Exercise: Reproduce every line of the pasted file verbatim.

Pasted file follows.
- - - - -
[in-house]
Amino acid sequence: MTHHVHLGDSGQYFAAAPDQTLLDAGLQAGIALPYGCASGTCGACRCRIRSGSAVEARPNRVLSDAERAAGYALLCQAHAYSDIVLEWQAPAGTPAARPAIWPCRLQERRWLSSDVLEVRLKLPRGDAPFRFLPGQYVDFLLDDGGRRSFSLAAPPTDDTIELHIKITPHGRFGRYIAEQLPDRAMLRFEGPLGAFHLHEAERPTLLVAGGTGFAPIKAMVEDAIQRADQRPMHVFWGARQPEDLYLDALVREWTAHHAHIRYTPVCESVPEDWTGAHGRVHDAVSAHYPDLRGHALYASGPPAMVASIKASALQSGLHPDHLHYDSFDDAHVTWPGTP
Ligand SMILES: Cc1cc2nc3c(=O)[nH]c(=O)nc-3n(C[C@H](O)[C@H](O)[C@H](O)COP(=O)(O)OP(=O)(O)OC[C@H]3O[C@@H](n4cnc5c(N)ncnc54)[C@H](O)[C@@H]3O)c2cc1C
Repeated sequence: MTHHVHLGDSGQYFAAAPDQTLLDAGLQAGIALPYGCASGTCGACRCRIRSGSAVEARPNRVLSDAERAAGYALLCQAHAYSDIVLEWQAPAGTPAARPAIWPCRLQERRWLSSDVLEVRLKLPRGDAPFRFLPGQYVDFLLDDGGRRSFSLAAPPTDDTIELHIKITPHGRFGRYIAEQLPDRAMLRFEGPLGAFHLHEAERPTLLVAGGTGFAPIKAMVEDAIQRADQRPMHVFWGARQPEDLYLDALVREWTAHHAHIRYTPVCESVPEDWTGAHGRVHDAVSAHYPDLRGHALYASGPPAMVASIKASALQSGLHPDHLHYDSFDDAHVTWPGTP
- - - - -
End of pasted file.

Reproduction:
[in-house]
Amino acid sequence: MTHHVHLGDSGQYFAAAPDQTLLDAGLQAGIALPYGCASGTCGACRCRIRSGSAVEARPNRVLSDAERAAGYALLCQAHAYSDIVLEWQAPAGTPAARPAIWPCRLQERRWLSSDVLEVRLKLPRGDAPFRFLPGQYVDFLLDDGGRRSFSLAAPPTDDTIELHIKITPHGRFGRYIAEQLPDRAMLRFEGPLGAFHLHEAERPTLLVAGGTGFAPIKAMVEDAIQRADQRPMHVFWGARQPEDLYLDALVREWTAHHAHIRYTPVCESVPEDWTGAHGRVHDAVSAHYPDLRGHALYASGPPAMVASIKASALQSGLHPDHLHYDSFDDAHVTWPGTP
Ligand SMILES: Cc1cc2nc3c(=O)[nH]c(=O)nc-3n(C[C@H](O)[C@H](O)[C@H](O)COP(=O)(O)OP(=O)(O)OC[C@H]3O[C@@H](n4cnc5c(N)ncnc54)[C@H](O)[C@@H]3O)c2cc1C
Repeated sequence: MTHHVHLGDSGQYFAAAPDQTLLDAGLQAGIALPYGCASGTCGACRCRIRSGSAVEARPNRVLSDAERAAGYALLCQAHAYSDIVLEWQAPAGTPAARPAIWPCRLQERRWLSSDVLEVRLKLPRGDAPFRFLPGQYVDFLLDDGGRRSFSLAAPPTDDTIELHIKITPHGRFGRYIAEQLPDRAMLRFEGPLGAFHLHEAERPTLLVAGGTGFAPIKAMVEDAIQRADQRPMHVFWGARQPEDLYLDALVREWTAHHAHIRYTPVCESVPEDWTGAHGRVHDAVSAHYPDLRGHALYASGPPAMVASIKASALQSGLHPDHLHYDSFDDAHVTWPGTP